A Newark Virtual Program Offers Students College, Career, and Financial Advice During the Pandemic

Sixteen-year-old Almesha Duhart is one of 3,000 teens and college students participating in Newark’s 2020 Summer Youth Employment Program. It launched virtually this week.“Just being inside, in the house, not really being able to interact with other people, but being given the opportunity virtually is amazing. Our first workshop, we were observing different stories about the pandemic from the youth in the city of Newark,” she said.Youth Program Director Marsha Armstrong says the program offers a combination of college prep, financial literacy and career development webinars.

“We have two cohorts. We have a college cohort, as we’ve always had, and we have a cohort that serves young people between 14-24 that are getting workforce development and project-based learning. And for our college students, some of them have internships and they are working with places such as Abbott Leadership Institute and The Gem Project, and they are also on platforms, they’re doing a lot of data, they’re learning about issues around the pandemic,” she said.

The program, which is funded through public and private donations, is following a “learn and earn” model this year.

“Everyone that’s logging on, that’s doing their financial literacy, they’re doing their sessions, all of them are getting a stipend to be a part of the program. You know, usually we go by minimum wage, but because this is a learn and earn we have to modify that, and of course we want to serve as many students as we could. One thing I want to highlight attendance. It’s really excited because you see that young people want something to do,” Armstrong said.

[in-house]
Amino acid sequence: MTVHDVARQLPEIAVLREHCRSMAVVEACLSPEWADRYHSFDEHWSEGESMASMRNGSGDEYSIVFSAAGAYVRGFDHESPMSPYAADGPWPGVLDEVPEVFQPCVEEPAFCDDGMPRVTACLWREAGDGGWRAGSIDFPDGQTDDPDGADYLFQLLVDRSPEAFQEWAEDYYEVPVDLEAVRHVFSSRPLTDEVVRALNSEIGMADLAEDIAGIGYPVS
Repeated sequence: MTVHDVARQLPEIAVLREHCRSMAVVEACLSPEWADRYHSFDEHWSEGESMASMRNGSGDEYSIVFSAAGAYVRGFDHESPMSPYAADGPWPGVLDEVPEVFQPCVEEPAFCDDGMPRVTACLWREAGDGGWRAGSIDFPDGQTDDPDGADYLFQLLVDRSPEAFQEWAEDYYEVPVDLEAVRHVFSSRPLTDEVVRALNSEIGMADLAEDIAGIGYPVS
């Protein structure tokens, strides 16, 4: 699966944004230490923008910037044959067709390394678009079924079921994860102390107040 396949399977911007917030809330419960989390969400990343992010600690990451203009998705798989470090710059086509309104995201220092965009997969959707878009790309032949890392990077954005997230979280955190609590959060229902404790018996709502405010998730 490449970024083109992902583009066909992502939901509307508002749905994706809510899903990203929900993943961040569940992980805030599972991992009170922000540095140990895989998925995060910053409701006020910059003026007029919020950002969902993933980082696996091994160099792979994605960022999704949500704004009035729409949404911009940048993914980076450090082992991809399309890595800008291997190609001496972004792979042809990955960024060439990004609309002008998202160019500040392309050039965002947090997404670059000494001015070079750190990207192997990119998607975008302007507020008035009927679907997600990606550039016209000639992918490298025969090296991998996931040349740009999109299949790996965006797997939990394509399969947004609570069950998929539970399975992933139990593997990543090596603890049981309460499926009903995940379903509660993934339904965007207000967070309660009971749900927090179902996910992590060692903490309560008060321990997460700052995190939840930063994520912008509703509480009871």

Twenty-one-year old New Jersey City University student Shakieth Cohen says the program is helping him strengthen his resume — an advantage that could help him land a job in a tough job market.

“This plays a major role because I was still able to do a summer internship, I was still able to get out the house and do something for a few hours, and it truly gave me the opportunity to learn new things within my major. Also it give me the opportunity to meet other people in the community. It’s not always about what you know, it’s about who you know sometimes,” Cohen said.

Armstrong says the program has also given the city a way to connect social services with students and families who have been severely impacted by COVID.

“We were able to get their addresses and share it with our mayor’s aide so that those young people could get food delivered,” Armstrong said.

And since the program is aimed at empowering youth to chase their dreams, students are also given guidance on overcoming personal struggles like food insecurity and mental health. The program runs through Aug. 14.